Ozark Folk Center Celebrity & Feature Concerts
2020 Celebrity Concert Series TBA Soon
2020 Feature Concert Series
Season Passes to the Ozark Folk Center are $75 and are valid for admission to all performances, including matinee and evening shows, as well as daily park admission during the season (April 16, 2019 - November 16, 2019). All seats are general admission. Tickets and season passes are available in the Administration Building, Cabin Office, General Store, and Gift Shop from 10-5:30 p.m. Tuesday-Saturday, or Thursday-Saturday nights at Ozark Highlands Theater.
Tickets to the matinee shows are $12 and include admission to the Craft Village. Combo tickets are available for $19.50 and include general admission seats to the matinee and evening shows, plus an all-day pass to the Craft Village at the Ozark Folk Center State Park.
Many Feature Concerts at the Ozark Folk Center State Park include a matinee set from 2-3 p.m. at the Blacksmith Stage in the Craft Village and an evening performance in Ozark Highlands Theater from 7-9 p.m. Doors open at 6:00 p.m. with the show beginning at 7 p.m. For more details, visit ozarkfolkcenter.ticketleap.com.
Seth Shumate & Roy Pilgrim
Friday, July 3, 2020
Seth Shumate plays harmonica in ways that one does not hear too often anymore. His phrasing, technique and style go back to the pre-war days of traditional American music when the harmonica was a lyrical and melodic instrument.
Roy Pilgrim is arguably Arkansas' premier Old-Time fiddler. Like his counterpart, Roy takes his musical cues from traditional American Old Time but with an emphasis on fiddle tunes from the Ozarks of Arkansas and Missouri.
Roy and Seth also perform together as part of the Ozark Highballers, who have earned a well-deserved reputation as one of today's premier Old-Time groups and dance bands.
Dom Flemons & Andy Hedges-Songs of the Old West
Saturday, July 25, 2020
Dom Flemons is a former member of the Carolina Chocolate Drops and one of today's premier purveyors of old-time music. Dom is an avid music and cultural historian as well as an accomplished musician on both banjo and guitar.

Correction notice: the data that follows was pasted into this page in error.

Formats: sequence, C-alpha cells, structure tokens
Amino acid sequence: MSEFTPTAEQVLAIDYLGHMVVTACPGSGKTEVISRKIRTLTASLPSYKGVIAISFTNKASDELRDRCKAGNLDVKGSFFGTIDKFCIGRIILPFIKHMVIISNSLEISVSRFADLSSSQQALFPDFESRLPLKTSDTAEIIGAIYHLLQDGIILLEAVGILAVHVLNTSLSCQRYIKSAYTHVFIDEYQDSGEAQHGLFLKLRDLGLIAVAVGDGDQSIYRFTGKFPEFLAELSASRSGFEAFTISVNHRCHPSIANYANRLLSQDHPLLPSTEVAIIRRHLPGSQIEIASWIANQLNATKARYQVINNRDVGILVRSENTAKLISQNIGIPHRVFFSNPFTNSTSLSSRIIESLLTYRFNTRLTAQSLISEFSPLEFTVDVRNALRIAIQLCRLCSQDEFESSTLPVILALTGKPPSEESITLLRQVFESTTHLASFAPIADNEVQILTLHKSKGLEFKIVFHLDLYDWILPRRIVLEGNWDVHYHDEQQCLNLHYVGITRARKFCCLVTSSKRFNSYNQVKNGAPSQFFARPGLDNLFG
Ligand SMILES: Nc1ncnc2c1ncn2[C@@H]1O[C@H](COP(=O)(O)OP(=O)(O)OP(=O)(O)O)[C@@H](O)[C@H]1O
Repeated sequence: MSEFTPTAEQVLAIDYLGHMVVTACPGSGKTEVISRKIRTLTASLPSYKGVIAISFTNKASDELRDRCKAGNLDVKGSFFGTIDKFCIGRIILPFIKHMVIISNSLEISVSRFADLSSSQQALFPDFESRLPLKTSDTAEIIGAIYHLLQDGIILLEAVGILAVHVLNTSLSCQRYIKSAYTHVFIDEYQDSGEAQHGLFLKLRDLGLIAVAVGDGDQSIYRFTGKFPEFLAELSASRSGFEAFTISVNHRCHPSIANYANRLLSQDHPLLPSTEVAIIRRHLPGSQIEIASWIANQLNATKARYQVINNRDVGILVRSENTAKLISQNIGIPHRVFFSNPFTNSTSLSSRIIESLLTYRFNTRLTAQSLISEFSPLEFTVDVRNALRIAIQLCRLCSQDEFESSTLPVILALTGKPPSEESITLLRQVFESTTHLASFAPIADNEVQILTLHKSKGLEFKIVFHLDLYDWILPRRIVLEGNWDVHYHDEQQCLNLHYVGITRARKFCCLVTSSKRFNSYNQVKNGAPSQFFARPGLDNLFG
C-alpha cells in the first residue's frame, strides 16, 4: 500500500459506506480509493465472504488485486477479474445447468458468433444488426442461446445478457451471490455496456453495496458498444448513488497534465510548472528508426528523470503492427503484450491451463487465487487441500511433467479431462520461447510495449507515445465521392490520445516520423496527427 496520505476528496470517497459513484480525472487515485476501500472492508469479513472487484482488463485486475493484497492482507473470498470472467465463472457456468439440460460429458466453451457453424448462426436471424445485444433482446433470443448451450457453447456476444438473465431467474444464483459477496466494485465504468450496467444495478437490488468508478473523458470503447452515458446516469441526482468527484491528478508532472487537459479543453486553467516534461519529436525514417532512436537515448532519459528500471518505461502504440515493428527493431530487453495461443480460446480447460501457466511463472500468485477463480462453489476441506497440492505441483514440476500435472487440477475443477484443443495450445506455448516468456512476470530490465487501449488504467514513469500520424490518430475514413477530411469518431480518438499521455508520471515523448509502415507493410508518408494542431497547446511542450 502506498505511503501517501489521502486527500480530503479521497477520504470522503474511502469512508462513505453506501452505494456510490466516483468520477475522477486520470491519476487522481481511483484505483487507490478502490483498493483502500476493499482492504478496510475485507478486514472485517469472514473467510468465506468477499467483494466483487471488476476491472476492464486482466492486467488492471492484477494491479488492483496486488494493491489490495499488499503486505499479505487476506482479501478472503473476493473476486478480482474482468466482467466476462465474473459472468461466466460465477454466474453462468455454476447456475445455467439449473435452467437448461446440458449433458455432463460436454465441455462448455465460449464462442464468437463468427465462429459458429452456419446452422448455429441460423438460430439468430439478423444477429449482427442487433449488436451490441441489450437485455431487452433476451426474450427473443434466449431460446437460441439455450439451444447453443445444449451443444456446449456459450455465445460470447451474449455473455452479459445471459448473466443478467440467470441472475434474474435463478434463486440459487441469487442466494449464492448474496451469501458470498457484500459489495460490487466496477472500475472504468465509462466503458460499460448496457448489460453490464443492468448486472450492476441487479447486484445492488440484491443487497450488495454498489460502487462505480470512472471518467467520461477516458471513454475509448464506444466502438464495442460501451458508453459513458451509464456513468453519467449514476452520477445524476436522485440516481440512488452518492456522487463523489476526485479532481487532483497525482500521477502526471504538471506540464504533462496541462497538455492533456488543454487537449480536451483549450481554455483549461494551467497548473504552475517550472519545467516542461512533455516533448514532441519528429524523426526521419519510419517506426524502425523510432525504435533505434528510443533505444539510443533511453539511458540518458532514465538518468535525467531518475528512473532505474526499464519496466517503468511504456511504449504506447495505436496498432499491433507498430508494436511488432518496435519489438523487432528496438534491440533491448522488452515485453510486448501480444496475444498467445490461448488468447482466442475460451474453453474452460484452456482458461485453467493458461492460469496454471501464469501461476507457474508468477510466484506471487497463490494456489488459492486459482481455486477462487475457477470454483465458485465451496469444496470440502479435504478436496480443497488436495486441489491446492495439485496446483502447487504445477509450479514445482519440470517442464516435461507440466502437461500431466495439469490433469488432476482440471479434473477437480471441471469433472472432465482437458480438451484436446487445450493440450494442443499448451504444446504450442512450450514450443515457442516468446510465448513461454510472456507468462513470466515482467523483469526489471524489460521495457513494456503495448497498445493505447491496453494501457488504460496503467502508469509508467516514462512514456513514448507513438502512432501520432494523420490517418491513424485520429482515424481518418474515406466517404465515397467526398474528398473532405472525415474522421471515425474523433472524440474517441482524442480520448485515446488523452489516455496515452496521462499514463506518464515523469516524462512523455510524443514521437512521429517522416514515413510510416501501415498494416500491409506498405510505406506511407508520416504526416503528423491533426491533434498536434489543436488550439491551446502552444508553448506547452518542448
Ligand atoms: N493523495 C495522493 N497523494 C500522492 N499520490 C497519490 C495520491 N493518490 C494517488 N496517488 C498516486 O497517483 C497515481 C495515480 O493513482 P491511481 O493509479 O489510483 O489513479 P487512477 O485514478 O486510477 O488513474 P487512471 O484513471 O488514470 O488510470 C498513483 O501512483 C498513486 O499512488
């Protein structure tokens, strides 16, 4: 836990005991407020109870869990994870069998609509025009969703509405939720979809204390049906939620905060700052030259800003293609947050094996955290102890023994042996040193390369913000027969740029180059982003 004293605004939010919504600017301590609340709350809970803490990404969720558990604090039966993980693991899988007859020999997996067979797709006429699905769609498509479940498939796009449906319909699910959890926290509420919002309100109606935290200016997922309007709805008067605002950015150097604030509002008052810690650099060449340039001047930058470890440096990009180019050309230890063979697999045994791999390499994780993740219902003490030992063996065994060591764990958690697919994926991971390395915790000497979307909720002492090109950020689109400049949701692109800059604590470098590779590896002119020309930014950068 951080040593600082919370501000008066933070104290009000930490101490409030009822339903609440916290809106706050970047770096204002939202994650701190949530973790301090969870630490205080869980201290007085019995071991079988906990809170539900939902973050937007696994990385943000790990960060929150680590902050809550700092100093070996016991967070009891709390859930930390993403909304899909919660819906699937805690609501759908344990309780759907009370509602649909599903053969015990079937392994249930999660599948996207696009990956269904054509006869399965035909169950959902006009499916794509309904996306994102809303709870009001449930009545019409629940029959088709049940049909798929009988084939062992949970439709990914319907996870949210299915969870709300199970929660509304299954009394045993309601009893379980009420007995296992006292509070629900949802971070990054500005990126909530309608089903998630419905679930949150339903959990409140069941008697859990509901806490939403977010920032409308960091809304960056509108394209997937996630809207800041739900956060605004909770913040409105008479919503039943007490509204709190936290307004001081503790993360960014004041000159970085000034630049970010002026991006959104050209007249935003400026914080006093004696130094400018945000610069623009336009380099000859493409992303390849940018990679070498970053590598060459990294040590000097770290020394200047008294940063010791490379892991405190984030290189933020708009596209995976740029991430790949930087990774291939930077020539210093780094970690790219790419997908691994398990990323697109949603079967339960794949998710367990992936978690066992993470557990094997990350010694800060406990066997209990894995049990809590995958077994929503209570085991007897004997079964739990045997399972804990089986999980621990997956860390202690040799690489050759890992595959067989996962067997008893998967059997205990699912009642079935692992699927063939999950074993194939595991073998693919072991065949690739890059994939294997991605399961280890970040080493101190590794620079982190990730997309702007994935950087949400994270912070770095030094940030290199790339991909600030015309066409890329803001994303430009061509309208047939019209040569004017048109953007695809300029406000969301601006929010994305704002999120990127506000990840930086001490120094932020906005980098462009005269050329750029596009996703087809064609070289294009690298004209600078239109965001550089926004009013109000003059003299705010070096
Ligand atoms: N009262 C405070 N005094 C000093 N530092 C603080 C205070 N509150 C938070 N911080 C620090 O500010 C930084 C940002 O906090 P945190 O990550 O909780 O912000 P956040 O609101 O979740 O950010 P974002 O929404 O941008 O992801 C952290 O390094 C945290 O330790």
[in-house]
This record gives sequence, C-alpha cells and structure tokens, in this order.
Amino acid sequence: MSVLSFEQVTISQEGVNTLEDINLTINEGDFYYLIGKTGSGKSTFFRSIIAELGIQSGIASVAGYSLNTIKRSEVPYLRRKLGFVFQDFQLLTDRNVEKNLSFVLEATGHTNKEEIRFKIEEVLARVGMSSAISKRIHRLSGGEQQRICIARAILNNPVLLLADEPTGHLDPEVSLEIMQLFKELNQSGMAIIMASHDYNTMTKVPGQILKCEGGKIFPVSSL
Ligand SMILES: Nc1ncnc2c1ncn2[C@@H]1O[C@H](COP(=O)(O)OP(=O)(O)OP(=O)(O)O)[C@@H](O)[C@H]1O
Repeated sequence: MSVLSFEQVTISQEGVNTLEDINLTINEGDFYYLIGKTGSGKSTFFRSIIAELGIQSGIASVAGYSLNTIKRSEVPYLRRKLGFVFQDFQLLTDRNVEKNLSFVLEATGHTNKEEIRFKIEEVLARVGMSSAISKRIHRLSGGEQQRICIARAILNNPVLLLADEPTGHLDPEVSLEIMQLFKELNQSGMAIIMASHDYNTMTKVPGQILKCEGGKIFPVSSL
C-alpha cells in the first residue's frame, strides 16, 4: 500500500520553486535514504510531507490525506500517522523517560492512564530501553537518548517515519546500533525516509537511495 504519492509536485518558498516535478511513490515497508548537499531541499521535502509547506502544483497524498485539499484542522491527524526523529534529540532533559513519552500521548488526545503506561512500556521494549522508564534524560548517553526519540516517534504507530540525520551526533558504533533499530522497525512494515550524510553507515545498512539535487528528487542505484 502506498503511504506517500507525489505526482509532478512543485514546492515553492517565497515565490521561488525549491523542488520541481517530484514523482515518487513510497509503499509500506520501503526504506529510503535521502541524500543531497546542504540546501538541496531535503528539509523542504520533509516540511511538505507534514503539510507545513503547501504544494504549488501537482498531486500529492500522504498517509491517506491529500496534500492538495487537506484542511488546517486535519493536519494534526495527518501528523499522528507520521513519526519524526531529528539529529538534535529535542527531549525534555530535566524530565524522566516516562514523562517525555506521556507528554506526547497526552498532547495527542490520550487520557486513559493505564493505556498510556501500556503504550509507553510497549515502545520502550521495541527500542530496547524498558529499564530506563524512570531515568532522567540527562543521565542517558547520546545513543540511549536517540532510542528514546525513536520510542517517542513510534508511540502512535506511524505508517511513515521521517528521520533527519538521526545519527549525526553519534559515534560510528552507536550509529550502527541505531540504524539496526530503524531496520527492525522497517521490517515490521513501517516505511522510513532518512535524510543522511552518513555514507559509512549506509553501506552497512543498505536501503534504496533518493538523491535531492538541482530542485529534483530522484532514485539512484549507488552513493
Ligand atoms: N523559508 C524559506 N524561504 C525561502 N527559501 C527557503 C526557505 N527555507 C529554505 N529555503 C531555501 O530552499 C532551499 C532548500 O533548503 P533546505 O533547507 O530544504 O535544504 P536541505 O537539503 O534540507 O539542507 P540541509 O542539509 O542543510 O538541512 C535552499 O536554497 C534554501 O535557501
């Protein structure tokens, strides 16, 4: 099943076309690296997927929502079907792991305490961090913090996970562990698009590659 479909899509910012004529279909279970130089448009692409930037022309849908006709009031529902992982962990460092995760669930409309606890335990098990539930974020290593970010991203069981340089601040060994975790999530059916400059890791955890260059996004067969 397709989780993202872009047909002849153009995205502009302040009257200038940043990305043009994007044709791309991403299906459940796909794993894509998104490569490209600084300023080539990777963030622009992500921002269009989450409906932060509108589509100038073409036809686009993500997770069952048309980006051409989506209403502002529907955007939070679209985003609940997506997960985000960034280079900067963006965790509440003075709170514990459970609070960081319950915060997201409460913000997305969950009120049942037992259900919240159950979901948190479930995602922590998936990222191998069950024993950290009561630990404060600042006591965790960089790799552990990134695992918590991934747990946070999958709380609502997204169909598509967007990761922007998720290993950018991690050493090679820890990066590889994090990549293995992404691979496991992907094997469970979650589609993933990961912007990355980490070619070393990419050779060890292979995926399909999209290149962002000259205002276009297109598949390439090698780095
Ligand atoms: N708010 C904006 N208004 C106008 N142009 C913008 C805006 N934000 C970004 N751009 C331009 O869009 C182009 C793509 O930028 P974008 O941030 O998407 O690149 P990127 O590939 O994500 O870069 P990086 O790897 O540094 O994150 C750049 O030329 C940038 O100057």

Andy Hedges is part of the new generation of Cowboy Songsters. Andy has a deep passion and understanding of the songs, stories and culture from the golden age of the American cowboy.
Together they'll explore the songs of the old west and often overlooked music of African American Cowboys in a rare and special performance.
The Vogts Sisters
Saturday, October 3, 2020
Touring the Midwest since May 2012, the Vogts Sisters (pronounced "Votes") touch the hearts of audiences everywhere they go. They have gained widespread recognition for their haunting vocals and tight sisterly harmonies.
The Vogts Sisters have garnered numerous awards in regional and international songwriting competitions, including their latest being named Best Duo in the 15th Annual International Acoustic Music Awards in 2019.
They have over 30 original songs that fit seamlessly into their acoustic Americana-Folk act, blending timeless music with sweet sister harmony. A few of their musical influences include Alison Krauss, Emmylou Harris, and Gillian Welch.
Jim Wood's Tennessee Fiddle Orchestra
Friday, October 9, 2020
Wood was born in Nashville, Tennessee and raised outside Fairview, a little country town 25 miles southwest of Nashville. With 160 fiddle and mandolin championships (including 15 state championships in Tennessee, Kentucky, and Alabama) between the years 1978 and 2001, Wood is one of the most decorated contest fiddlers in history.
In addition, 17 of his students have won either state or national titles, including national champions Mike Snider and Maddie Denton. Wood owns Pinewood Studio and his studio production credits include national champions Pete Huttlinger and Shane Adkins and international star John Hartford.
Saturday, October 17, 2020
The Tillers got their start in August 2007 when they started thumping around with some banjos and guitars and a big wooden bass. Their earliest gigs were for coins and burritos on Cincinnati, Ohio's famous Ludlow Street in the district of Clifton. The songs they picked were mostly older than their grandparents. Some came from Woody Guthrie, some were southern blues laments, and many were anonymous relics of Appalachian woods, churches, riverboats, railroads, prairies, and coal mines.
Since then, they have been thumping their own distinctive sound of string band style folk music for a decade, riding it all over the country and across the sea. Four studio albums and one live record have won them praise as modern folk storytellers of the national soundscape.
Hannah Shira Naiman
Friday, October 23, 2020
Hannah Shira Naiman’s banjo-grounded songs dance the listener into the Appalachian mountains and eras back in time, drawing on her roots in Toronto’s ‘old time’ folk music community to share powerful tales of hope and loss. With a sound that’s been described as a cross between Gillian Welch and Sarah Harmer, Naiman crafts original songs that ring with influences of Ola Belle Reed, The Carter Family, American oldtime, and traditional English ballads.
Hannah is one of the few modern songwriters who is able to caputre the elegance and simplicy of the songs of yesterday in her compositions.